When renting an office space, in addition to the rent, you also must pay service costs. But for what exactly do you pay these extra costs? In case of an office space, there is no fixed legal definition of service costs. The composition of the service charges therefore depends on the specific rental agreement. The base for service costs are the level of supplies and services that are provided by the landlord (on behalf of the tenant). These costs for services and supplies relate in the first instance to property-related costs incurred by the lessor on behalf of the lessee. Examples of service costs are maintenance of the air conditioning system, water, internet, cleaning costs of the common areas, municipal taxes, reception, security costs and energy costs such as gas and electricity. Costs such as a promotion fee or insurance premiums are not included in the service costs most of the time.
An administration fee is paid over the total of the service costs. Around 5% of the total is normal. When entering into a rental agreement for an office space, little or no attention is paid to the content of the service costs. This is remarkable to say the least, because the service costs for an office is approximately 30% of the average rent and are an important part of the tenant’s payment obligation.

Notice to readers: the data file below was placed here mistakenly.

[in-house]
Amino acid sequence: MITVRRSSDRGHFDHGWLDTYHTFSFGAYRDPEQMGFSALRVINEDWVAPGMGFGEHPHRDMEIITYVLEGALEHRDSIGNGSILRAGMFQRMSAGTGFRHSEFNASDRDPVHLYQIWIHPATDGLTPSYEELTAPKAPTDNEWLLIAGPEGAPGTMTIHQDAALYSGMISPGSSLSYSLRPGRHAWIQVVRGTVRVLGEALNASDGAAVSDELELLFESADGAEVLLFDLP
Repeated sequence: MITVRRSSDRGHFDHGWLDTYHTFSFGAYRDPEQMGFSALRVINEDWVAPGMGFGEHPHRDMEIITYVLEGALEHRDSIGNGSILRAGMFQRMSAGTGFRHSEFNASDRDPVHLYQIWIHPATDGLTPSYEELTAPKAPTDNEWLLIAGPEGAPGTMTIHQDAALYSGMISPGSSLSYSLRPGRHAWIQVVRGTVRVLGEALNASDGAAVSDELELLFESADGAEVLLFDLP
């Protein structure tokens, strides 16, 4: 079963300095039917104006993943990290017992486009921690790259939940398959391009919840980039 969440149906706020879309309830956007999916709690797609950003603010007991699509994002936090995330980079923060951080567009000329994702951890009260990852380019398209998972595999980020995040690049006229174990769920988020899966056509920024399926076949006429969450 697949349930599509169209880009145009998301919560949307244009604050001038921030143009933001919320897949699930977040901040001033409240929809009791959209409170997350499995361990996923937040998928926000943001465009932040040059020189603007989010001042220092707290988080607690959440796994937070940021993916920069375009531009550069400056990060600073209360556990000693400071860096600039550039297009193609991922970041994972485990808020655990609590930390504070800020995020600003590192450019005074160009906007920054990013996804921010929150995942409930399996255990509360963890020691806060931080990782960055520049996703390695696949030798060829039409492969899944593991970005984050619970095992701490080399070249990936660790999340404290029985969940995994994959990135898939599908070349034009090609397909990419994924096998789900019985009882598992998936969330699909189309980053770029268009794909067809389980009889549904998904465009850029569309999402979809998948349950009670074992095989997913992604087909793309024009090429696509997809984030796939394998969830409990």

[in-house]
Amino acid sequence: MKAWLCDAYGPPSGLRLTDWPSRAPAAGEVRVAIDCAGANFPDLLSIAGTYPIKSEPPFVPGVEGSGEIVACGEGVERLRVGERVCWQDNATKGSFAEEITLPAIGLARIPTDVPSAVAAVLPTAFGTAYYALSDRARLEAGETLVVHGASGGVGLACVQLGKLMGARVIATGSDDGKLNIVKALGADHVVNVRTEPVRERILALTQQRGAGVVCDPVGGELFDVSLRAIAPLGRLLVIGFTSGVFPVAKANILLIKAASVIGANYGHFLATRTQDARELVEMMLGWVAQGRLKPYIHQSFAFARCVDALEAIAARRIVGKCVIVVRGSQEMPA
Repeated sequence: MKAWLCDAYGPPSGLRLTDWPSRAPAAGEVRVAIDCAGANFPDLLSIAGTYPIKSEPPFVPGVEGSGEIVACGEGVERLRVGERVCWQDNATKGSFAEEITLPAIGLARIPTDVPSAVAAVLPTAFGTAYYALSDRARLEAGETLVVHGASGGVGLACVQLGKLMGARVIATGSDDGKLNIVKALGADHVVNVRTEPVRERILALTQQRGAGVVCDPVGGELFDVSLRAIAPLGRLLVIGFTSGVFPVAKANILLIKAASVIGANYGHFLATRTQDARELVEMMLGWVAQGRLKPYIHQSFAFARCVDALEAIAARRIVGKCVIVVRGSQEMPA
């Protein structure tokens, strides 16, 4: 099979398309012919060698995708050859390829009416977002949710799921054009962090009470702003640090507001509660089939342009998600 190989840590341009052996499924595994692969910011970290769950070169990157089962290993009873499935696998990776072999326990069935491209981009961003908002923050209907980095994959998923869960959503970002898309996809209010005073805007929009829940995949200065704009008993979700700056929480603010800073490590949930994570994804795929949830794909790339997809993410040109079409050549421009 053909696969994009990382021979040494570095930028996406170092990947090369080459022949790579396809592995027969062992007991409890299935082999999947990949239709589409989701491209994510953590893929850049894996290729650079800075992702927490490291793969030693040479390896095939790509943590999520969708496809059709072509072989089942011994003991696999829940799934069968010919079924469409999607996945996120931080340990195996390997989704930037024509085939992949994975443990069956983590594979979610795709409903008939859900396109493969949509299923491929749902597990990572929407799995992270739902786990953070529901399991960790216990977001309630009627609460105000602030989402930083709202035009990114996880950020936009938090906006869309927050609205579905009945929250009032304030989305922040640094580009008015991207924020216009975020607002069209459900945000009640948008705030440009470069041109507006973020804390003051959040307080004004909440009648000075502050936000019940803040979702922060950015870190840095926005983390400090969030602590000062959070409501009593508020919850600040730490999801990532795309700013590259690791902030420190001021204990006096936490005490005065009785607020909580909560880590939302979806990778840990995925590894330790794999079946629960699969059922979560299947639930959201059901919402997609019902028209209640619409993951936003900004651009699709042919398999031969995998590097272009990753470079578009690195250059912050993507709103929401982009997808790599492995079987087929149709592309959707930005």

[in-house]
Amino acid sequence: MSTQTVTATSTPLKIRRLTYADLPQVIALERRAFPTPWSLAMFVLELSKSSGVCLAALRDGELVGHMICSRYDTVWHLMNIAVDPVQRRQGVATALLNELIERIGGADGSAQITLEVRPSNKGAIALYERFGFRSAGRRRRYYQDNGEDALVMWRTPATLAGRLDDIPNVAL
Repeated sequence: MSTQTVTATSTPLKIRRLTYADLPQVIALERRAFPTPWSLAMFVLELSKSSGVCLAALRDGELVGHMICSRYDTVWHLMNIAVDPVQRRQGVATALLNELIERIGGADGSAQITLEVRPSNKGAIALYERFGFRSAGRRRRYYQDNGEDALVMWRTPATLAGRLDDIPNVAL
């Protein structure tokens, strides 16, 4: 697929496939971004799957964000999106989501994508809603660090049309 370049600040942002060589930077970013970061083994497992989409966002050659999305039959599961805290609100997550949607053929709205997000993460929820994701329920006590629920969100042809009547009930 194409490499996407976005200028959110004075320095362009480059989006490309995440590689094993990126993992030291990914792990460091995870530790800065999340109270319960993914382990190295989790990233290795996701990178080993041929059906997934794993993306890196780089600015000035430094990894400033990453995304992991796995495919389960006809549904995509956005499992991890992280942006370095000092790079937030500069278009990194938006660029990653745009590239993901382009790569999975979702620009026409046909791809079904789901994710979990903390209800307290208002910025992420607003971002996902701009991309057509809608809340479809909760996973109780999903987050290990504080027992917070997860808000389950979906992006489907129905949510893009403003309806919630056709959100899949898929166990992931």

Statutory regulations on office space service charge
The service costs are stated separately in the rental agreement. However, this is a non-exhaustive list. As a result, the cost statement in the rental agreement is limited to an estimate of the costs. It is therefore unclear to the tenant throughout the entire rental period which costs exactly qualify for settlement. Unlike in the case of residential accommodation, there are no specific statutory rules on service costs in the case of office rentals. There is therefore regular discussion between the tenant and the landlord about the service costs, for example about the amount of the service costs or the late final settlement. Due to absence of a statutory regulation, it is important for the parties to properly establish which items are included in the service costs, in order to avoid discussion in a later stage about which costs can be charged.
Service charge for taking up the agreement on office space
The tenant and the landlord usually agree that the tenant will pay a monthly or quarterly advance on the service charges and that, as described in standardized Real Estate Council models, a final statement will be sent to the tenant at the end of a period, usually one year. The relevant general provisions of a standard Real Estate Council model are:
Article 15.3: “If the parties have agreed that additional deliveries and services are provided by or on behalf of the lessor, the lessor shall determine the fee payable by the tenant for this based on the costs involved in the deliveries and services and the related administrative work”.